Writing, publishing, and speaking accompanied Sövik’s many appointments. From 1959-1973 he published at least 35 articles concerning theology, worship, and church design in periodicals and books (as well as many book reviews). In and through these activities his ideas concerning contemporary church design evolved, solidified, and were disseminated. His conclusions from this period culminated in his writing the book Architecture for Worship published by Augsburg Press in 1973. The book proved to be popular and added momentum to Sövik’s influence. Sövik penned a reasoned argument for an approach to church design focused on a “house for the people of God.” Priorities of servant-oriented buildings included modest, modern, vernacular-inspired architectural designs; use of contemporary building materials; centrally planned, flexible worship spaces (including minimizing the distance between clergy and laity and accommodating liturgical and non-liturgical activities); maintaining the integrity of materials (or “honesty” in expression; no imitation or artifice is pursued); and embracing beauty through both encountering the familiar and the pursuit of excellence in all things (all beauty can be a portal to the transcendent). Many of the emphases found in Architecture for Worship can be found in the document Environment and Art in Catholic Worship, Bishops’ Committee on the Liturgy, National Conference of Catholic Bishops, published in 1978. It is likely that several of Sövik’s professional colleagues helped to develop this document that was intended to assist Catholic congregations in renewing their church designs in the wake of Vatican II liturgical priorities. Environment and Art in Catholic Worship is not dependent on Sövik’s work, but it is a contemporaneous document that conveys many of the same interpretations and concerns. It is interesting to note that another document, The Environment for Worship, edited by The Bishops’ Committee on the Liturgy, National Conference of Catholic Bishops, from 1980 includes a chapter written by Sövik. Other contributors included William Conklin, Robert Hovda, Godfrey Diekmann, Louis Weil, Richard Vosko, and Pierre Jounel. This document was intended to continue a conversation begun in Environment and Art in Catholic Worship. Sövik was one of many voices focused on liturgical renewal emphasizing God at work in the world in and through God’s people.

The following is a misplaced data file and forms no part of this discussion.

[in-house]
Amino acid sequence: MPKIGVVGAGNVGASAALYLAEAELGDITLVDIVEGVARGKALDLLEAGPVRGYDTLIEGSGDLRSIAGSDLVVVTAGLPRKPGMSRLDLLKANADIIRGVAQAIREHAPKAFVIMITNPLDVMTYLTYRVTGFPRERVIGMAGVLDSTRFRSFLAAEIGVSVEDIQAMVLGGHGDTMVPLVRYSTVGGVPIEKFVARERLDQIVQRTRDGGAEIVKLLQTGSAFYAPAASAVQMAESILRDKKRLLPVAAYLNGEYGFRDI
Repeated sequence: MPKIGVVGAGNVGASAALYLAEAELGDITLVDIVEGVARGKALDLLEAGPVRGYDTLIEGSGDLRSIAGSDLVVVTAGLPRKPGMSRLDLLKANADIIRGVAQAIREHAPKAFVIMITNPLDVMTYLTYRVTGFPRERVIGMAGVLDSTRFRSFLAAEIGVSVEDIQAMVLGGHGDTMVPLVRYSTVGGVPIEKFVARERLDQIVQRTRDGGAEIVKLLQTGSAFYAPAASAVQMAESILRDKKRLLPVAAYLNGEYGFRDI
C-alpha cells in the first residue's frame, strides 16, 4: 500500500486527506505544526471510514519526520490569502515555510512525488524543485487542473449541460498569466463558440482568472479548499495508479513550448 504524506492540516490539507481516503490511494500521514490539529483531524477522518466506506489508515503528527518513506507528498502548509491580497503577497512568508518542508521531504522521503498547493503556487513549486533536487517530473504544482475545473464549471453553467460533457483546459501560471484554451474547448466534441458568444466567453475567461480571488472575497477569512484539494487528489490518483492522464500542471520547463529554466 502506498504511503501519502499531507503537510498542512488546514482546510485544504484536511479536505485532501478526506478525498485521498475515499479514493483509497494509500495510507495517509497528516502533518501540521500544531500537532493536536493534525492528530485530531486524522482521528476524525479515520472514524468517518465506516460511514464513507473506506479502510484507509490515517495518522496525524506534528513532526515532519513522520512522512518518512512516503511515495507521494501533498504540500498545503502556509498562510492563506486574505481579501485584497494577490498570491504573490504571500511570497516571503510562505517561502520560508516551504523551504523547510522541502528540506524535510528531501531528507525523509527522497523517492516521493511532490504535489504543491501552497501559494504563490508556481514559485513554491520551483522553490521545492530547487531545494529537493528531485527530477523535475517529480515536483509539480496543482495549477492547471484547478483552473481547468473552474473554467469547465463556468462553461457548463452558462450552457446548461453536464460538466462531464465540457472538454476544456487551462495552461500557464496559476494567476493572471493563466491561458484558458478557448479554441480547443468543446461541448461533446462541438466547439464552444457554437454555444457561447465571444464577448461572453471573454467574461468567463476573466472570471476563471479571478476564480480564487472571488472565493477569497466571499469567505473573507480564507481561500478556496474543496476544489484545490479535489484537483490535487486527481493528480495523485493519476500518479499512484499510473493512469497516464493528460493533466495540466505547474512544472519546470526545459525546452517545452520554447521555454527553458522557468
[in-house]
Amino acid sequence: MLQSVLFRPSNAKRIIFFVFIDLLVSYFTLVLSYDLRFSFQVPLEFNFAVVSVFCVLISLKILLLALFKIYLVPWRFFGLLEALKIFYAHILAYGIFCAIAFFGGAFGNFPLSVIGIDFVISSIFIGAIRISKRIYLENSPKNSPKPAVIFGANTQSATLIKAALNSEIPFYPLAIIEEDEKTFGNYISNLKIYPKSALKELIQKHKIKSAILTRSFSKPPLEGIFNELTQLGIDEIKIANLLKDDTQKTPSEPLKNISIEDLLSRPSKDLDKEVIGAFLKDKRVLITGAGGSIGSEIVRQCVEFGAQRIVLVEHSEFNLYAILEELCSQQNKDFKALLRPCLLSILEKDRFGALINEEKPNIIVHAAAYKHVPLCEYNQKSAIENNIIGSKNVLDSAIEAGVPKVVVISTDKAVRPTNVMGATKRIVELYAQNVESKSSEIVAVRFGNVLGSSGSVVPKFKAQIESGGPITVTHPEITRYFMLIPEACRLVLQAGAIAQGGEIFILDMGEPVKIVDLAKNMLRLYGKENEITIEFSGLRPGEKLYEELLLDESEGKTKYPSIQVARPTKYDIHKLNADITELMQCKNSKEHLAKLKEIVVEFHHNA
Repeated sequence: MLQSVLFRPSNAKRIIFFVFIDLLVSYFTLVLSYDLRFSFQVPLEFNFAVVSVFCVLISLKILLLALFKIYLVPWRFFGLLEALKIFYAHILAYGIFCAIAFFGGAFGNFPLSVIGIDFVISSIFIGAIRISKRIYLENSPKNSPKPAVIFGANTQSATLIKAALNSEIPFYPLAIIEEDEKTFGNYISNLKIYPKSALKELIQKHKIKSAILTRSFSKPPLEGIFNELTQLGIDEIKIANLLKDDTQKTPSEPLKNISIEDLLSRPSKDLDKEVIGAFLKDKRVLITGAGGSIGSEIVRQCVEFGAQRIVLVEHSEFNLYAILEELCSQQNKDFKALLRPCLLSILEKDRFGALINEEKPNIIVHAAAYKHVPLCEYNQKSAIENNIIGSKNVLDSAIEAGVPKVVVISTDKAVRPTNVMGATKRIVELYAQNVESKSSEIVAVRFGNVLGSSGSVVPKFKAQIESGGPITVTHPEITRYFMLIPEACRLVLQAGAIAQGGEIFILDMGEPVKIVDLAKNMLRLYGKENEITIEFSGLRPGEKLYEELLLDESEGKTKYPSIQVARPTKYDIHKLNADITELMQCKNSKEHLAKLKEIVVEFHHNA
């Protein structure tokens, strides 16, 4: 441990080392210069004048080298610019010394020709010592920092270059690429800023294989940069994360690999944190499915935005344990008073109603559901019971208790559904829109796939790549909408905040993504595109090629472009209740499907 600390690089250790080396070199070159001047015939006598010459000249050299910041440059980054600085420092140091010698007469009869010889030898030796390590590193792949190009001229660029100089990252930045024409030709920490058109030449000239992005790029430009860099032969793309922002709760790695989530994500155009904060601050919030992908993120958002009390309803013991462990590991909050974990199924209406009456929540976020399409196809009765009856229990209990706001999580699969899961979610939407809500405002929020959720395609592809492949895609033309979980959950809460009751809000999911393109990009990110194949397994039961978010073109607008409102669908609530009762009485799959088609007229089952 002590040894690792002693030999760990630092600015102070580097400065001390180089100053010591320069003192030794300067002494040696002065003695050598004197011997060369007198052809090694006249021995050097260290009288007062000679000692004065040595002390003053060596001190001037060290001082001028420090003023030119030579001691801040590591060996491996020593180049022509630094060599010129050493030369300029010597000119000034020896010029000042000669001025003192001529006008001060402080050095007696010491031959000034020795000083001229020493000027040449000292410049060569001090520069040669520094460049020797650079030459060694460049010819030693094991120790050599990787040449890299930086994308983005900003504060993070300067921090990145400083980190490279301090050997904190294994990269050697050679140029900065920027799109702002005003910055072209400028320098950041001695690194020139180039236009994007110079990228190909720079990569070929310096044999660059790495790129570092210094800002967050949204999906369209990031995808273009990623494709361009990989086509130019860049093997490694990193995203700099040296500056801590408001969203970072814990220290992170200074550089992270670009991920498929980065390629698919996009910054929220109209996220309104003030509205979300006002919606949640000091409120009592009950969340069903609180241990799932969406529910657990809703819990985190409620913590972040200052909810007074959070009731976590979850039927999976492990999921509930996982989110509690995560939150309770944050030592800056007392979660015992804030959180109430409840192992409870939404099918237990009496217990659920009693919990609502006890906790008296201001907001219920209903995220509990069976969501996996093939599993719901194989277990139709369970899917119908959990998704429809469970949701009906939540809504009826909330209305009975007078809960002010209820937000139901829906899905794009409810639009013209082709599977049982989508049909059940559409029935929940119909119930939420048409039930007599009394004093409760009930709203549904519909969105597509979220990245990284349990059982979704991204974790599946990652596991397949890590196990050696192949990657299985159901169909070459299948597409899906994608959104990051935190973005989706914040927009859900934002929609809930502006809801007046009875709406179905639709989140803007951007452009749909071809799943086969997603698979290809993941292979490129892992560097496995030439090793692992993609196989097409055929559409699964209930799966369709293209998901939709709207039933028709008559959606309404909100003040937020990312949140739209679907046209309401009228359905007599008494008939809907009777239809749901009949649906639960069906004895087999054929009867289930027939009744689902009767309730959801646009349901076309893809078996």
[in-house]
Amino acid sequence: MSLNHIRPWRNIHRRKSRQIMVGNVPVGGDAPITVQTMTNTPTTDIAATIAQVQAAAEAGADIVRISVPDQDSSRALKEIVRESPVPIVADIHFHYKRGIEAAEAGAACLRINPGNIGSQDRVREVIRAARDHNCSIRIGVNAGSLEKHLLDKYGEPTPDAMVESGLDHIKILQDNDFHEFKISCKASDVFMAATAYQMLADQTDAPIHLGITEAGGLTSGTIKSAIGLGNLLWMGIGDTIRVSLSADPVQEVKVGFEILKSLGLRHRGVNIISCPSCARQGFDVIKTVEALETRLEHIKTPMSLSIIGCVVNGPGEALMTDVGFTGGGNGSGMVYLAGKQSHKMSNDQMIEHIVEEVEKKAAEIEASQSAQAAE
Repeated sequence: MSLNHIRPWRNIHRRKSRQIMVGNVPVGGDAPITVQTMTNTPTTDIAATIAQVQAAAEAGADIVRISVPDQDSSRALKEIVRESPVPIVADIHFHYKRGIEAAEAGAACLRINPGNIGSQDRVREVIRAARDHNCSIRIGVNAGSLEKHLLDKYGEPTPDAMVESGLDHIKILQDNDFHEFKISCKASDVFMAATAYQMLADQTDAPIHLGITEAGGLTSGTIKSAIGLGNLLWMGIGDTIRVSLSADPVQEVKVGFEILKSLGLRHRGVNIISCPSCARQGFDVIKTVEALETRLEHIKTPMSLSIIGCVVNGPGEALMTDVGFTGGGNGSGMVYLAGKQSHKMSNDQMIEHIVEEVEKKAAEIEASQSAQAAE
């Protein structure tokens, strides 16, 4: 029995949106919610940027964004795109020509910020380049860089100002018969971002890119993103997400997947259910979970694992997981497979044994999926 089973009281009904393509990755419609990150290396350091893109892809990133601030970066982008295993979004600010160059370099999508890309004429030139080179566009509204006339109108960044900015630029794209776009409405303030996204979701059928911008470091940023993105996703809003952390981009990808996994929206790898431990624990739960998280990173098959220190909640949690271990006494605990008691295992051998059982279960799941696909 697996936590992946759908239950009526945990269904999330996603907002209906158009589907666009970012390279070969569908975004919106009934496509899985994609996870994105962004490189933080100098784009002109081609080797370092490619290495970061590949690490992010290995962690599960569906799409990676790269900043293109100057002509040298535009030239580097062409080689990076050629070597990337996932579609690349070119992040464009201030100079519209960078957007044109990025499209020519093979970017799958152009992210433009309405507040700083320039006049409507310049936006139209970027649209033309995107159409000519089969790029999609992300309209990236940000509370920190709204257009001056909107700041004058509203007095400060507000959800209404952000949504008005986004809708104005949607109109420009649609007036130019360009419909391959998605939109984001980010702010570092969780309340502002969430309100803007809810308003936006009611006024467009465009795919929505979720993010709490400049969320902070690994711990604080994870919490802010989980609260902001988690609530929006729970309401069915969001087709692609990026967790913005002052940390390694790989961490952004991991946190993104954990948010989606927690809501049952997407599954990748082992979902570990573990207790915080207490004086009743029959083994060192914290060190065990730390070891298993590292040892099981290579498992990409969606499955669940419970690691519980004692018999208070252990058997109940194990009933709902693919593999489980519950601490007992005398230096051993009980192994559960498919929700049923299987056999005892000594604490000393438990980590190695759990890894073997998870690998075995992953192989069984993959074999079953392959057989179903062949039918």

Indelible Mark on Architecture

Sövik’s professional achievements were recognized by his professional peers in both architectural and ecclesiastical domains. He was designated a Fellow in the American Institute of Architects in 1967. He received numerous awards for excellence in architectural design from such organizations as AIA/Minnesota; the Church Architectural Guild of America; the Guild for Religious Architecture; and the Interfaith Forum on Religion, Art, and Architecture. Sövik was the first recipient of IFRAA’s Edward S. Frey Memorial Award for “great talent and long-term commitment in the field of religious architecture” in 1981. He was awarded the Gold Medal by AIA/Minnesota in 1982. In 1993 he was awarded the 20th Anniversary Bene Award for “most influential liturgical architect of the last 20 years” by Modern Liturgy for his design work, teaching, writing, and participation in interfaith organizations. And in 2003, Sövik was the first recipient of the Godfrey Diekmann award from the North American Academy of Liturgy for having made a significant contribution to liturgical life in North America.

Development of Sövik’s liturgical design can be glimpsed in examining a handful of his 400 or so church-related projects. Sövik believed strongly in his theological and architectural ideals, but he also sought to honor the priorities and limits of each congregational client. He knew that certain styles of modern design were popular, and he sometimes emulated them. The ultimate design for every church was the product of a dynamic exchange between the congregation and Sövik. He always sought to educate his clients though, in helping to move them beyond personal aesthetic preferences to understanding theological and liturgical priorities noted above. Often he would provide the congregation with a written statement outlining how the new construction or renovation design related to theological belief and ritual practice.